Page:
Opera revisits dark dynamic of Danish film ‘Breaking the Waves’

Lars von Trier's bleak and erotic 1996 movie "Breaking the Waves" has become a modern film classic partly because it gives viewers wide freedom to interpret the plot.

Opera revisits dark dynamic of Danish film 'Breaking the Waves'
Lars Von Trier, shown here in Copenhagen in 2000, gave his blessing to the opera but was not directly involved. Photo: Lars Møller / SCANPIX NORDFOTO
Are the characters' motivations pure? Are they sinister? Does it matter?
Now a new opera adaptation of the Danish director's film wrestles with the same questions, this time exploring them with music.
Composer Missy Mazzoli says she hesitated to create the work when librettist Royce Vavrek first proposed it.
“I thought it's such a brilliant film, so why mess with it?” she told AFP. “But the more I thought about it, the more I could hear a musical world that added a new dimension to the emotional landscape of the film.”
“Breaking the Waves” premiered in September at Opera Philadelphia, where Mazzoli was composer-in-residence, and is being presented for a second time at Prototype, New York's annual festival of experimental opera that opened on Thursday.
Set in the Scottish Highlands, “Breaking the Waves” focuses on the psychologically troubled and sexually unfulfilled Bess, who marries Jan, a Nordic oil-rig worker.
After Jan is injured and sexually incapacitated, he encourages his wife to seek other lovers, scandalizing their Christian village as Bess pursues increasingly dubious trysts.
Von Trier is asking “what does it mean to be a good person when everybody in the community has different ideas of what it means to be good?” Mazzoli said.
“Particularly for a woman, this is a very familiar feeling,” she said. “The line of behavior to walk on is very thin.”
Pure love?
In the two decades since von Trier released his “Breaking the Waves,” viewers have debated Jan's intentions. Does he want the best for Bess, or is he acting out of his own pleasure — or even a desire to hurt her?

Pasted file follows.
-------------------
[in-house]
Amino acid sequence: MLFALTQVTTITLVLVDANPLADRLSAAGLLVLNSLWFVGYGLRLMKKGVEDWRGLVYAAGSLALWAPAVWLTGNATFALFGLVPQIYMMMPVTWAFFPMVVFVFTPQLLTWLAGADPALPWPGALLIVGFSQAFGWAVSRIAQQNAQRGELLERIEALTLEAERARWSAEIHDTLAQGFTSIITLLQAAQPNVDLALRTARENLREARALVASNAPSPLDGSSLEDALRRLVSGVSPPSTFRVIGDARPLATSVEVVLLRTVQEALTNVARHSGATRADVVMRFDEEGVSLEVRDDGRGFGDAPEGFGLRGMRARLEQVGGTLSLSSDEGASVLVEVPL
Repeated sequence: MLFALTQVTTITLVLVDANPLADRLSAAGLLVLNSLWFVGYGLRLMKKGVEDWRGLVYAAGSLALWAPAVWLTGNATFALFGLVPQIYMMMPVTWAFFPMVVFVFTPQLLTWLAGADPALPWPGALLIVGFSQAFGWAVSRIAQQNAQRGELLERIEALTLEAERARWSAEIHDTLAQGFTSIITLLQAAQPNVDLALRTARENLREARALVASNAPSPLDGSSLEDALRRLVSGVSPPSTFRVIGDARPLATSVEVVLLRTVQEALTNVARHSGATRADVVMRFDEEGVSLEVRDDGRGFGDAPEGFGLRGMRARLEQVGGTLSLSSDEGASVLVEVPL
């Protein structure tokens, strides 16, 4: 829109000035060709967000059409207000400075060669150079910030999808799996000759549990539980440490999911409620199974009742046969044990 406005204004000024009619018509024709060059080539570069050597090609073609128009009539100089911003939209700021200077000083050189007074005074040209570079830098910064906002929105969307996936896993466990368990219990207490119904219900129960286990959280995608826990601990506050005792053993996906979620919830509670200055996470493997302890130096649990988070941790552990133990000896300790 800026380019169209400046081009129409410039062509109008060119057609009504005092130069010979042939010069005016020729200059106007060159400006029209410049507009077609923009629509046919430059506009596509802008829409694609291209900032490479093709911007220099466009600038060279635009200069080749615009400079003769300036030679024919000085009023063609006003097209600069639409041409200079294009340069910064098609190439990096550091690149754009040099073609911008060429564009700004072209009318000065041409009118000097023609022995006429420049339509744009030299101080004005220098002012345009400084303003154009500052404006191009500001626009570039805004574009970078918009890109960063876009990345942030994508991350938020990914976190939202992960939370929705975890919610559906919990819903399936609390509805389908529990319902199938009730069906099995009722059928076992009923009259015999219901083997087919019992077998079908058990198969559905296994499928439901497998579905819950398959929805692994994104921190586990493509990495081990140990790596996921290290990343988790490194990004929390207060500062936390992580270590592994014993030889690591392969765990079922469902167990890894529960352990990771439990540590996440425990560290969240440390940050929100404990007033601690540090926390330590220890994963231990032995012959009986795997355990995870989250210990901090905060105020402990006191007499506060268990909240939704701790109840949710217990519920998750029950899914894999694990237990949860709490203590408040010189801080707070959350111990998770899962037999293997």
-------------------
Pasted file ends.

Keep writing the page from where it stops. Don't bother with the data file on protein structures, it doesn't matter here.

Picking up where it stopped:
The late film critic Roger Ebert — who ranked “Breaking the Waves” among the top 10 films of the 1990s — concluded that Jan's reasons ultimately do not matter because Bess believes she needs to oblige his requests.
Mazzoli is firmly in one camp — she thinks Jan's love is pure. While her opera preserves the ambiguity, she says her conclusion was important for the music as she opens the work with melodic love songs between Bess, portrayed by soprano Kiera Duffy, and Jan, performed by baritone John Moore.
“I tried to milk the happy moments in the opera because there are so few of them,” Mazzoli said with a laugh.
She and Vavrek traveled to Scotland's Isle of Skye to record accents and slang and take in the scenery — jutting rock formations, soaring cliffs and, of course, breaking waves, close to rolling meadows with lambs.
“The juxtaposition of that was striking and very inspiring,” she said. “It struck me as a very loud landscape, even though it's a very quiet place.”
She included Scottish touches by emulating the sound of bagpipes through oboe and strings — although there are no actual bagpipes — and song-and-response singing characteristic of Scottish church music.
First musical interpretation
Von Trier, a leader of the Dogme 95 cinema movement that frowns on special effects, eschewed music in “Breaking the Waves” except in brief passages.
“There is no underscoring telling you how to feel,” Mazzoli said. “So there was this great opportunity to create a subtext through the music that illuminates the characters' psychology.”
Von Trier gave his blessing to the project but was not involved, giving space to Mazzoli and Vavrek.
Known for his fear of flying, the film director will not see the opera in the United States, although Mazzoli said — without revealing details — that talks are underway for further productions worldwide.
Even among the opera's creators, there were disagreements about what drives Jan, she says.
“What makes the story so strong — the ability to have many different interpretations,” she said.
“Whether you love it or hate it, everybody comes out of this opera and this film and is talking about it.”

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How Danish Oscar-nominated dark booze comedy was inspired by director’s tragic loss